One of the Juvenile Delinquency theories that could have changed this whole story is one of Development theories’ sub theories, Life-course theory. “Life-course theory focuses on change in criminality over the life course of a person”. (Siegel, and Welch xx) In the movie The Blind Side Michael Oher’s biological mother Denise Oher tells her story to Michael’s new adopted mother. She tells her that she kept Michael from seeing all of the bad things she was doing and the drugs by telling him to simply close his eyes.
By doing this she prevented Michael from being exposed to the criminal acts she was committing at such a young age. If he had been exposed to these actions he might have become a totally different person. He might have followed in her foot steps and lead a life of crime because that what his mother did. “As young as toddler’s people begin relationships and behaviors that will determine their life course”. (Siegel, and Welch xx) Even if Michael’s mother did not cover his eyes and he did witness all of the things she was doing Leigh Anne Tuohy played by Sandra Bullock might still have been able to direct his path, it would have probably been a more difficult though I imagine.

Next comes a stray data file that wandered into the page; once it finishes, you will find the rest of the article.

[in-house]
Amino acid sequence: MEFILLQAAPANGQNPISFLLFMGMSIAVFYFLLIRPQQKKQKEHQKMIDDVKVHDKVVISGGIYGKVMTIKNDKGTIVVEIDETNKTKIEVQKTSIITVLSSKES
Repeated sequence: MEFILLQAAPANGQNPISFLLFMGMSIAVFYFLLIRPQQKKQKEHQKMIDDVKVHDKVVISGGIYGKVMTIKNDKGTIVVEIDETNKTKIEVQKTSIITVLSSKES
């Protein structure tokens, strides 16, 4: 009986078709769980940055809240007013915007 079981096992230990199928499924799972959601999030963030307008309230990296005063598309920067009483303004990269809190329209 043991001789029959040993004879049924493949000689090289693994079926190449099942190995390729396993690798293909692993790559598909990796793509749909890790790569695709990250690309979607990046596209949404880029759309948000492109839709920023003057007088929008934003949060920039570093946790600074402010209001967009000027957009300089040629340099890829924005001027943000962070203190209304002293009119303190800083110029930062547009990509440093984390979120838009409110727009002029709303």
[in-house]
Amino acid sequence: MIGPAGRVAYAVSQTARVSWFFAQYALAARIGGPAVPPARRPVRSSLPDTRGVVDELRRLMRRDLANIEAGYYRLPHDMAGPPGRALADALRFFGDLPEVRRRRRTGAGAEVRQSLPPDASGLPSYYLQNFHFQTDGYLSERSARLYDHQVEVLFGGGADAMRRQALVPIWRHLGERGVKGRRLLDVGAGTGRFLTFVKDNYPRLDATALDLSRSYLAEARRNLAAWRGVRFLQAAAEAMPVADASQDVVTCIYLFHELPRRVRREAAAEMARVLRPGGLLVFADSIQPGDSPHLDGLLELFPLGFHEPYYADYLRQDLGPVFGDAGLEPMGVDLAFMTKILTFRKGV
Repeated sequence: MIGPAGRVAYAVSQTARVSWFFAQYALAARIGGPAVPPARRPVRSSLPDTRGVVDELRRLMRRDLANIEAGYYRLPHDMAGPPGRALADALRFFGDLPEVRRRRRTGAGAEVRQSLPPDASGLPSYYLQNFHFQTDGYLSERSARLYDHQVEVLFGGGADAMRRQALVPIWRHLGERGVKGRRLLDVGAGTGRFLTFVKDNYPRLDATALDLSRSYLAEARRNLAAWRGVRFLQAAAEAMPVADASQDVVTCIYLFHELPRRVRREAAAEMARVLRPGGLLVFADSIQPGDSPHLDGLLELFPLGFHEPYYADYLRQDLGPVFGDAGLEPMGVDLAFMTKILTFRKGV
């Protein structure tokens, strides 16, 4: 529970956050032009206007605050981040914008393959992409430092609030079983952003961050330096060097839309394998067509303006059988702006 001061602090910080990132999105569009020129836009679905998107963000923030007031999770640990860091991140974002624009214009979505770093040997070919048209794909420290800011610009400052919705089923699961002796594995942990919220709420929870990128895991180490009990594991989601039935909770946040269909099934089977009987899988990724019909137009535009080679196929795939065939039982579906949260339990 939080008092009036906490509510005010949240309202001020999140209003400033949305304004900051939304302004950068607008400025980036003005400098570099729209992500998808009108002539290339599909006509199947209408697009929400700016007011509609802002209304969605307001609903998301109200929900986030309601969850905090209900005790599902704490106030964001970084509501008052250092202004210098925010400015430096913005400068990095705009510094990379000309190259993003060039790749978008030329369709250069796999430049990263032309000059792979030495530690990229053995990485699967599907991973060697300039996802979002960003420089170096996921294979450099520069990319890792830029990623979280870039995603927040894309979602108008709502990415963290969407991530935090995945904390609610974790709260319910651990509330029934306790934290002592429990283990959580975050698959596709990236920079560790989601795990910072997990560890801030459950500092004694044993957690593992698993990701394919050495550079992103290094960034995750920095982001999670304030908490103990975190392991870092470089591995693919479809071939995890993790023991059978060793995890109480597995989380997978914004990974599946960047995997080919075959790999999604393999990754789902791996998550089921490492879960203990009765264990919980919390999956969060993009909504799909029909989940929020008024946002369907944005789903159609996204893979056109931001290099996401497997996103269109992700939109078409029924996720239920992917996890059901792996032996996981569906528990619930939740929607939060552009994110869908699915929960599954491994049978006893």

Michael’s mothers’ acts of covering his eyes could also be applied to the Behavioral Theory as well. ...
... middle of paper ...
...that many of the juvenile delinquency theories that we have gone over this semester can be right in front of us and that they can have a significant influences for good or bad depending on how they are applied.
"The Blind Side (2009) - Plot Summary." IMDb. N.p., n.d. Web. 29 Apr. 2014.
"Definition of Labeling Theory | Chegg.com." Chegg - Raise Your GPA w/ a FREE Chegg Study Trial | Rent Books. N.p., n.d. Web. 29 Apr. 2014.
"Howard Becker's Labeling Theory." Research Brought To Life : College Of Criminology & Criminal Justice : Florida State University. N.p., n.d. Web. 29 Apr. 2014.
Siegel, Larry J, and Brandon C. Welch. "chapter 5." Juvenile Delinquency: The Core. Princeton, N.J: Recording for the Blind & Dyslexic, 2005. Print.
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